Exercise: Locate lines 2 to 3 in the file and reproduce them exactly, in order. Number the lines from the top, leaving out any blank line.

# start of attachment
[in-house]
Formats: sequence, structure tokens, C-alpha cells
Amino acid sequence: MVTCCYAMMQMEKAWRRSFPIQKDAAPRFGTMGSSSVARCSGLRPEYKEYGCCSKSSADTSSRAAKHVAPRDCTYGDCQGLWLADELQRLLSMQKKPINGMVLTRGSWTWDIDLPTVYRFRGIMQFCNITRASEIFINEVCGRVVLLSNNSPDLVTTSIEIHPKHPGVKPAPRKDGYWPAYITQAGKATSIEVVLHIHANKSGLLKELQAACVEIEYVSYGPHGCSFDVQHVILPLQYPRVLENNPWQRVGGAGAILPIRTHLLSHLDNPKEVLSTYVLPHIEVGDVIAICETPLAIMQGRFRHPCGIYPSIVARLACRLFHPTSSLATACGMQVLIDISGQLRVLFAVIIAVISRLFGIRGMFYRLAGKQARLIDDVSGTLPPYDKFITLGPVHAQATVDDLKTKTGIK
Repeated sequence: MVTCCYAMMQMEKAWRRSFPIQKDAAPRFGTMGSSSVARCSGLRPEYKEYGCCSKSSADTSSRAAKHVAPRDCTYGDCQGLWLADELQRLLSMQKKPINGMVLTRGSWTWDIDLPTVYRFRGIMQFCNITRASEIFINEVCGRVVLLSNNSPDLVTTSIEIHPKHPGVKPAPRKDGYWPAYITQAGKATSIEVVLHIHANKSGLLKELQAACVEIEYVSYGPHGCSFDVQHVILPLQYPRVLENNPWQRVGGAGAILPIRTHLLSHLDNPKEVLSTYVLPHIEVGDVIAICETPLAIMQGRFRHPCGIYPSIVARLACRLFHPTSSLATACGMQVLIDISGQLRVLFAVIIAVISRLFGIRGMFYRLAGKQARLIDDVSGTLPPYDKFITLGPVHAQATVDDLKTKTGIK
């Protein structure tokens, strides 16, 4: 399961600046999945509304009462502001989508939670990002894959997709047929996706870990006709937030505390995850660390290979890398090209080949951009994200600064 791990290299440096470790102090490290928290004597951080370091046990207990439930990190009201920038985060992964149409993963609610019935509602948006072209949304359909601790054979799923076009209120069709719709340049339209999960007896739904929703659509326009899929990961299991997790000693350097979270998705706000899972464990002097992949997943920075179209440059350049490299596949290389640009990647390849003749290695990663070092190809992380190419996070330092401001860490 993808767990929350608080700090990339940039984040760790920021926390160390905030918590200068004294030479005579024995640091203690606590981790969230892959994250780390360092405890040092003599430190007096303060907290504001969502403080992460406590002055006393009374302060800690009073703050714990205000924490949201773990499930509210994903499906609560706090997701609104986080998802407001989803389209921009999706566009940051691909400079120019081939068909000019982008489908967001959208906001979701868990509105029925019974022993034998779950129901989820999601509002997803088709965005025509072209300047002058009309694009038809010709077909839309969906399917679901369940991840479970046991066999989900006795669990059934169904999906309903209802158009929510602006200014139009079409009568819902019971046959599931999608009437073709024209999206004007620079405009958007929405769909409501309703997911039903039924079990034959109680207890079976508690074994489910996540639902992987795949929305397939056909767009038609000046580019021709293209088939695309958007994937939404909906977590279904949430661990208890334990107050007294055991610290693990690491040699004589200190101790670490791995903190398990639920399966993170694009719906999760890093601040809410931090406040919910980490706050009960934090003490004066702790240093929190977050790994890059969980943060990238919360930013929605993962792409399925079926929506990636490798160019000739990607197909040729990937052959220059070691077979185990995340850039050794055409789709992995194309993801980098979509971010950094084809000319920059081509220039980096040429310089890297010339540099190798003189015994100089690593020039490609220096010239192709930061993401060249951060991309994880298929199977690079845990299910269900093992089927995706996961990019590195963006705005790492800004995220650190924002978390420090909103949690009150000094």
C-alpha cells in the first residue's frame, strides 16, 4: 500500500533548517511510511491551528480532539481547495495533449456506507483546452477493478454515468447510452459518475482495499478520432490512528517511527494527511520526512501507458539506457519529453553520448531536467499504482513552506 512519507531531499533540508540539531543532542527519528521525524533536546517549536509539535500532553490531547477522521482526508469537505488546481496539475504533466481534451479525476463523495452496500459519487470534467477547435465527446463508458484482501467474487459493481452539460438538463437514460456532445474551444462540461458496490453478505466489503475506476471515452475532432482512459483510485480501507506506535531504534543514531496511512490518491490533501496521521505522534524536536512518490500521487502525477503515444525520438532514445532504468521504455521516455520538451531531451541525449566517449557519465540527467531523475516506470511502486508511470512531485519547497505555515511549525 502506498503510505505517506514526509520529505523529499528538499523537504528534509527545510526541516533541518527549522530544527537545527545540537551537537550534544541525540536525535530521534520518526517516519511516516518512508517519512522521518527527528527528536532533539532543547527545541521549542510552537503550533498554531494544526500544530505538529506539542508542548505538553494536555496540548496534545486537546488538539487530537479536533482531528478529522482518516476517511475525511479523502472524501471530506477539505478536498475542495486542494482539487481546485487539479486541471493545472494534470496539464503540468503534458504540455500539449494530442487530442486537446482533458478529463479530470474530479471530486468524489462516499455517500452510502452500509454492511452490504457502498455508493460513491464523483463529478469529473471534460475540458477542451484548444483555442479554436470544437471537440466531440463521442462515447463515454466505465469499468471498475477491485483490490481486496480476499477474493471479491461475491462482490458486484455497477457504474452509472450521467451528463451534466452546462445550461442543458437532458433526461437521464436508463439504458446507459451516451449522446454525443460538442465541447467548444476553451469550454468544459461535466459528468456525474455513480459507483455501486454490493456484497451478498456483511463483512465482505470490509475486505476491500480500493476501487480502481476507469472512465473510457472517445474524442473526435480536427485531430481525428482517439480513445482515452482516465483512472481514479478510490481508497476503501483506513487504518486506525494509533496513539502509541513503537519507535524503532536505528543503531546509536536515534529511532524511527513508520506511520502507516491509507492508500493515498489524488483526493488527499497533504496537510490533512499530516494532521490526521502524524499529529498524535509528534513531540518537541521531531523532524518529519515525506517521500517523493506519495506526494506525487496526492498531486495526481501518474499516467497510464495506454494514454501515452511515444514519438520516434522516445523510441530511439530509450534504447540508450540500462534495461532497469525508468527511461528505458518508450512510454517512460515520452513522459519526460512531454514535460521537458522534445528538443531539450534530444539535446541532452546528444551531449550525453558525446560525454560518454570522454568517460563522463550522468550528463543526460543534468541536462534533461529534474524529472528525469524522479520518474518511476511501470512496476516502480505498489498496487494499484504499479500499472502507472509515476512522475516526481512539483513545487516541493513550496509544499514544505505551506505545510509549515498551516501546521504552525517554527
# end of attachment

Formats: sequence, structure tokens, C-alpha cells
Amino acid sequence: MVTCCYAMMQMEKAWRRSFPIQKDAAPRFGTMGSSSVARCSGLRPEYKEYGCCSKSSADTSSRAAKHVAPRDCTYGDCQGLWLADELQRLLSMQKKPINGMVLTRGSWTWDIDLPTVYRFRGIMQFCNITRASEIFINEVCGRVVLLSNNSPDLVTTSIEIHPKHPGVKPAPRKDGYWPAYITQAGKATSIEVVLHIHANKSGLLKELQAACVEIEYVSYGPHGCSFDVQHVILPLQYPRVLENNPWQRVGGAGAILPIRTHLLSHLDNPKEVLSTYVLPHIEVGDVIAICETPLAIMQGRFRHPCGIYPSIVARLACRLFHPTSSLATACGMQVLIDISGQLRVLFAVIIAVISRLFGIRGMFYRLAGKQARLIDDVSGTLPPYDKFITLGPVHAQATVDDLKTKTGIK